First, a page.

The European Central Bank’s pending stimulus measures for the eurozone economy are expected to see international investors lump on European stocks this year.
According to the latest international fund manager survey, from Bank of America/Merrill Lynch, investors still have a muted risk appetite, with lower oil prices and policy stimulus expectations sustaining both overall growth hopes and investor confidence.
“Amid expectations of ECB stimulus, consensus is convinced that Europe is the region to overweight in the coming year,” according to Manish Kabra, European equity and quantitative strategist at Bank of America.
“But, on an absolute basis European stocks will be vulnerable to headwinds from outside the region,” he added.
According to the latest edition of the survey, more than two-thirds of investors say equities will outperform other major asset classes during 2015, but a net 75% of them feel US equities are overvalued — the highest reading, in this regard, since 2001.
Also seen was a hint of rising appetite for oil and energy stocks.
According to Bank of America, investors are seeing value in this sector, “but it seems too soon for them to have made a move”.
A net 45% of respondents feel that oil is undervalued, which is the highest reading in six years. At the same time a net 30% feel that energy stocks are the most undervalued.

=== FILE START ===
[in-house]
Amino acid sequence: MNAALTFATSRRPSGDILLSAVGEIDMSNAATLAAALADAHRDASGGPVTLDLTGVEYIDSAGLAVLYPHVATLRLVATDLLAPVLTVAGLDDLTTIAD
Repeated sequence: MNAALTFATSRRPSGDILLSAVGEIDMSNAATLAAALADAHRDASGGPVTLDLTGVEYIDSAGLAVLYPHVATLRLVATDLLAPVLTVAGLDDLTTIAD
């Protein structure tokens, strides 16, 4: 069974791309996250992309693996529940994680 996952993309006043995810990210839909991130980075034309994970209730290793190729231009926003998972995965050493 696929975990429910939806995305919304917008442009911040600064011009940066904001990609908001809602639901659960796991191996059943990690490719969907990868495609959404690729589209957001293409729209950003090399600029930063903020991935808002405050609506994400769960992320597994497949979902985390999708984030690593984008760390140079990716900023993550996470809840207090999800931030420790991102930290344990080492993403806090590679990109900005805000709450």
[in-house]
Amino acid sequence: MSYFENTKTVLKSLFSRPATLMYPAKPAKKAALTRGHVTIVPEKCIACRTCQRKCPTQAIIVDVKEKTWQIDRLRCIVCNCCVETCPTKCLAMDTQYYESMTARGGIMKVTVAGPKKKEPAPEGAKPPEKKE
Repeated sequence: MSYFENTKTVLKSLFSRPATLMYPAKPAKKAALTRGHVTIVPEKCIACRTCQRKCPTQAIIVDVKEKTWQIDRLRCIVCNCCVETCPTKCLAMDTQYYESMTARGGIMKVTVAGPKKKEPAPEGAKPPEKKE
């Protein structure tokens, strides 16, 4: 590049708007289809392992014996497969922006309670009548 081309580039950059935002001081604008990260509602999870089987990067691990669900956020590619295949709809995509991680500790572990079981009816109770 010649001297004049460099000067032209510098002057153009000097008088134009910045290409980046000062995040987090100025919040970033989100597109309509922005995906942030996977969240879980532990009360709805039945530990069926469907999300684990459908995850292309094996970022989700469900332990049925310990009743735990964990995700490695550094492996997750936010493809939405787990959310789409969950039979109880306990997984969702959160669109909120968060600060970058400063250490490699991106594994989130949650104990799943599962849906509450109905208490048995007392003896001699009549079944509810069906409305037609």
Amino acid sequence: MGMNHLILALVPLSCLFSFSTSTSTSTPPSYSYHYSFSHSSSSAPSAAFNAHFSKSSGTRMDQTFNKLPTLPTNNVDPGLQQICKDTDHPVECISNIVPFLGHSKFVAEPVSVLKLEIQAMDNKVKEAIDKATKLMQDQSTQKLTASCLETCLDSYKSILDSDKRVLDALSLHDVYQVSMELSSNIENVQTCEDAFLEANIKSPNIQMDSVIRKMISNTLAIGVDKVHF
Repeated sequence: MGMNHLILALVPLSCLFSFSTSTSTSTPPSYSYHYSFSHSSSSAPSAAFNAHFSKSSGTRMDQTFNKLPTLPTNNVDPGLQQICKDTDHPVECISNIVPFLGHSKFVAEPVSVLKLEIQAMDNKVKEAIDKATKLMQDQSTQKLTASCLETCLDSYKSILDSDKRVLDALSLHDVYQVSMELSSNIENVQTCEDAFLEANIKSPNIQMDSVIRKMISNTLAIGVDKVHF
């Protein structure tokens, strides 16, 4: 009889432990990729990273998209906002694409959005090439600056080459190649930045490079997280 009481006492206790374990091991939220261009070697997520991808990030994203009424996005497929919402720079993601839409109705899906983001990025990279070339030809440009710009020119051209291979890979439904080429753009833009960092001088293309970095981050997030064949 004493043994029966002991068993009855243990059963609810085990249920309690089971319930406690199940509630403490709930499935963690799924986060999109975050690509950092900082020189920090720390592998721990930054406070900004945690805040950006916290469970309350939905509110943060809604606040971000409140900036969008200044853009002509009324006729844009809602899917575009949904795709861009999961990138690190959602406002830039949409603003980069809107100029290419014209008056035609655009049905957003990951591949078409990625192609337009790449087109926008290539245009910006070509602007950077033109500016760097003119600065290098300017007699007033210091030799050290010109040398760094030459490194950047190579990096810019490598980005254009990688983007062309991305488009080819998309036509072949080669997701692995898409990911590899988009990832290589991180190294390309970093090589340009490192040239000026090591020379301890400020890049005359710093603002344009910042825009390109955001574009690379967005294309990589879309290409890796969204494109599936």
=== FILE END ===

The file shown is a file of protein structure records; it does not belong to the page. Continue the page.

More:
Another area of note, within the latest survey, is the further falling out of favour of emerging markets.
“With questions hanging over China’s economy, bearishness towards global emerging market equities has intensified. A net 13% of asset allocators are underweight the region, compared with a net 1% being overweight in December,” the report noted.
More than 40% of panellists feel China will show weaker growth in the coming year, while nearly 20% of investors say that emerging markets are the region they most want to ‘underweight’ their portfolio.
Regarding the prospects for the global economy, 51% said they expect it to improve this year; 9% less than felt the same way just last month. That feeling coincided with the IMF marginally lowering its own outlook for global economic growth for both this year and next.
“As deflation surfaces in the eurozone, expectations of stimulus from the ECB, are high. Furthermore, the third quarter is now the most likely timing for a rate hike by the US Federal Reserve, versus the second quarter a month ago,” the survey said.
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